Marvel’s Jessica Jones (2015)
(Krysten Ritter, Mike Colter, David Tennant)
Netflix web series
Let’s get this out of the way first: I went into this show knowing very little about the main character within the Marvel comics universe, so this review is only going to cover the Netflix series without any comparison to the comics. That said, I’m going to have to pick up some of the Alias books when I’m finished writing this.
Krysten Ritter plays Jessica Jones, a freelance private eye with a shady past. Her life mostly revolves around where her next paycheck comes from while she drowns her bad memories in cheap liquor. When she finds that an enemy from her past, Kilgrave (David Tennant), has returned, she has to decide whether she will stay and face him or keep running away. Like Netflix’s first foray into the Marvel universe, Daredevil, this series presents a darker side to the conventional superhero. That’s not to say that they threw in a bunch of sex and cursing and stepped back saying “This is a grown-up way to show super heroes.”, though those elements are there. Instead they flesh out the characters and have them live real lives with the addition of their “gifts” amidst the backdrop of a dark and dirty Hell’s Kitchen. The main characters are all given their own arc, and the series allows them to explore different emotions and situations instead of making them generic tropes.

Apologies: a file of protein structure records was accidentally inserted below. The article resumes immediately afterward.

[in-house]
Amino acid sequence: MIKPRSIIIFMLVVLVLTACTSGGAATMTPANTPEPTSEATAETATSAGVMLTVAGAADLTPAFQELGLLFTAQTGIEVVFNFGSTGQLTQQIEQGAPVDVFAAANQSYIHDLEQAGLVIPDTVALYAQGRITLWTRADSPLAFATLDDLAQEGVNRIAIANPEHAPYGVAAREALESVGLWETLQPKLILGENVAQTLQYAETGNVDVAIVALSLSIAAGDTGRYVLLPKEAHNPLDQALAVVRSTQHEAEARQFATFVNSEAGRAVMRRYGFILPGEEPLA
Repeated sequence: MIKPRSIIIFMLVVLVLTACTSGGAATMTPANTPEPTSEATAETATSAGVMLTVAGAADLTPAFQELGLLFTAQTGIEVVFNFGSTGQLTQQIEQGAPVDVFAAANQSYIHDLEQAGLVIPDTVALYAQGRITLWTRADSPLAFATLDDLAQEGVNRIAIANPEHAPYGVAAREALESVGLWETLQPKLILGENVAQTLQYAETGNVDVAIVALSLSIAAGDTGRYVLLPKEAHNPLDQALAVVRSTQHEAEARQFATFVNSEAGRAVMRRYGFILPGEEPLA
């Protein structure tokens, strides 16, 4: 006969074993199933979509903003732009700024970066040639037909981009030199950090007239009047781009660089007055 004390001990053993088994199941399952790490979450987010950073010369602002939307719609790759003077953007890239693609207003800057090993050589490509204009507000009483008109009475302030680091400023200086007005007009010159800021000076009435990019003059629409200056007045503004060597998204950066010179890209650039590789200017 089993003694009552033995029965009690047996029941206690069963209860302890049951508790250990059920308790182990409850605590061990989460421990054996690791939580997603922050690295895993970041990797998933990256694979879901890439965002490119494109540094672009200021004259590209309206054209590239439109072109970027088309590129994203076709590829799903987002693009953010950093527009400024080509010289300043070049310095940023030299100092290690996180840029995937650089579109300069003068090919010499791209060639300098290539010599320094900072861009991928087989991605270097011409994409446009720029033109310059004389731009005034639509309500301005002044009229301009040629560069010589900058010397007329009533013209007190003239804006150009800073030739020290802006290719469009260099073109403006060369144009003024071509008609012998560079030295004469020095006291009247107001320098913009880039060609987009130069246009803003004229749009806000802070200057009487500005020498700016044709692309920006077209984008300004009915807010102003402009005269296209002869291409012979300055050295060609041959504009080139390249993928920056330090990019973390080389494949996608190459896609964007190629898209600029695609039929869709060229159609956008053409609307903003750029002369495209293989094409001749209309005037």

I was initially worried about Tennant playing the villain. I know that he’s had many other roles, but I couldn’t stop seeing him as the Doctor (from his excellent run as Doctor Who) playing a hammy likeable villain. After a couple of episodes, I’m happy to say that I was very wrong in doubting his acting skills. Kilgrave is a monster with no conscience. He’s got some humorous moments, but that never undermines the threat he poses being able to control virtually anyone’s mind he chooses. Likewise, Luke Cage is presented as a bad-ass with real-world problems and a stoic sadness. Even the supporting cast is full of strong performances. I can’t praise enough how much this series emphasizes the characters and uses them to move the plot forward instead of taking the easy way out and roping them into something we’ve seen over and over. That’s the sign of good T.V. writing and direction and it shows the advantage of having thirteen episodes of a show versus limited time in a feature film.
I don’t want to go too much into the story. I’d rather not ruin it for you, but I’ll leave you with a thought: Remember the superhero movies that came out in the late nineties and early 2000s? The ones with the brooding hero and what was supposed to be moral ambiguity of them being vigilantes? What if they had enough time to emphasize the characters and weren’t restrained by a PG-13 rating? That is what this series is. This is a depiction of a darker, edgier kind of hero that is not simply a stylistic choice, but character driven set in its own living world. I highly recommend checking it out. Personally, I can’t wait until the next one drops.